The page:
Longhorn Cavern

Passport to Texas from Texas Parks and Wildlife

Nature, awe-inspiring for its beauty and power, keeps some of its most impressive work hidden from sight.

Nine miles southwest of Burnet, in the Texas Hill Country, the magnificent subterranean world of Longhorn Cavern provides a stunning still-life of stalactites and stalagmites, calcite channels, sparkling crystals and rock “draperies” frozen in motion.

The cavern, now a State Park, began life millions of years ago as a thick layer of limestone, worn away by water – first as seepage, and then as a roaring underground river.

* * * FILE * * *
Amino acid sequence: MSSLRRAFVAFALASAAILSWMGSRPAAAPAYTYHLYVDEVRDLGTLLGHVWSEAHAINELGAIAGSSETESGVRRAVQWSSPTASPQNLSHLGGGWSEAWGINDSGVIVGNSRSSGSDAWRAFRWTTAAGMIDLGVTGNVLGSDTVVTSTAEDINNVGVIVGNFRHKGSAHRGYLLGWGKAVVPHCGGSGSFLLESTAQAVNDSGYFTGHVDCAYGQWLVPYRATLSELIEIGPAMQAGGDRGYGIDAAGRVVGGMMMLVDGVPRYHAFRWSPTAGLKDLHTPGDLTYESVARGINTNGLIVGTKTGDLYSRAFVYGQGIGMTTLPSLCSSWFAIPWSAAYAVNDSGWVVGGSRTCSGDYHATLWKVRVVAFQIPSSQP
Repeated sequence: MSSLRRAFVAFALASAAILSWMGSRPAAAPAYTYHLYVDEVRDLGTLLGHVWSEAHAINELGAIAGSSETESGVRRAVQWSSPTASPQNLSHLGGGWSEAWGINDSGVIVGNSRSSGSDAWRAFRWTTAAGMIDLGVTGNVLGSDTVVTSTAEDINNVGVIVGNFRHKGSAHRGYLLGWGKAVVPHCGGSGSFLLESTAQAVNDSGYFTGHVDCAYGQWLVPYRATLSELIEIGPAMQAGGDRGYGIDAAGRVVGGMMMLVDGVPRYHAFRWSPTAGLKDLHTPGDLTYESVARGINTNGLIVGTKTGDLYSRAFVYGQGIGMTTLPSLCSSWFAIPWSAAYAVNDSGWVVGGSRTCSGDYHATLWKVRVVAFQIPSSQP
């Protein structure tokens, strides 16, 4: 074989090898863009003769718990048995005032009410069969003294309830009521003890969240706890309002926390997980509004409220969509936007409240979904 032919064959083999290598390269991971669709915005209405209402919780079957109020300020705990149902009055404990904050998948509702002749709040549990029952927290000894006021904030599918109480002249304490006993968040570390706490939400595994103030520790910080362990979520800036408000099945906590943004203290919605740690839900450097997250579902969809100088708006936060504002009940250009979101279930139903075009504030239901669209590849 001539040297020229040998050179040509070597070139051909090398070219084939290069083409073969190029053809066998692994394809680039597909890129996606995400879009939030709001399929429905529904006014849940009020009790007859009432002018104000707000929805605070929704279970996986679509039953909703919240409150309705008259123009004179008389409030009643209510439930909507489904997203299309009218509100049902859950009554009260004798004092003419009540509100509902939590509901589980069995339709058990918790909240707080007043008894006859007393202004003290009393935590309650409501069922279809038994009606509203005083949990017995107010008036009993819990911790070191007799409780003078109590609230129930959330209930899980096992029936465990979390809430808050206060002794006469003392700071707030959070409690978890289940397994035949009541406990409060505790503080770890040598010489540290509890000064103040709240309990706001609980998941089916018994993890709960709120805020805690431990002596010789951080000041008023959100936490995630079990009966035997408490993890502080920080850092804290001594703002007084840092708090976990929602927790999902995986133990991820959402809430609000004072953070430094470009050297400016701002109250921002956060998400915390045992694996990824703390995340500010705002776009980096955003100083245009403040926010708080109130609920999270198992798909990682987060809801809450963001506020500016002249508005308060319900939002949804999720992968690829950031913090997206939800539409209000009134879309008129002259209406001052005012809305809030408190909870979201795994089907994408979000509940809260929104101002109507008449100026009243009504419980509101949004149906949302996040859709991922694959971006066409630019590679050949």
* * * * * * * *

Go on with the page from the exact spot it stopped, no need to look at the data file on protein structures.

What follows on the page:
A constant temperature of sixty-eight degrees and a layer of flint for tools, made the space attractive as shelter for the Comanche people who inhabited the area hundreds of years ago. One of the cave’s chambers is fittingly named “Indian Council Room.”

The Confederate Army discovered the cavern in the 1860s, and used it to manufacture gunpowder in secret during the Civil War. And, fascinating still, is the rumor legendary outlaw, Sam Bass, used it as an underground hideout.

Discover the geology and the history of Longhorn Cavern State Park. Find more information at passporttotexas.org.

Tomorrow: Your chance to take part in a Wild Cave Tour.

That’s our show for today… For Texas Parks and Wildlife…I’m Cecilia Nasti.

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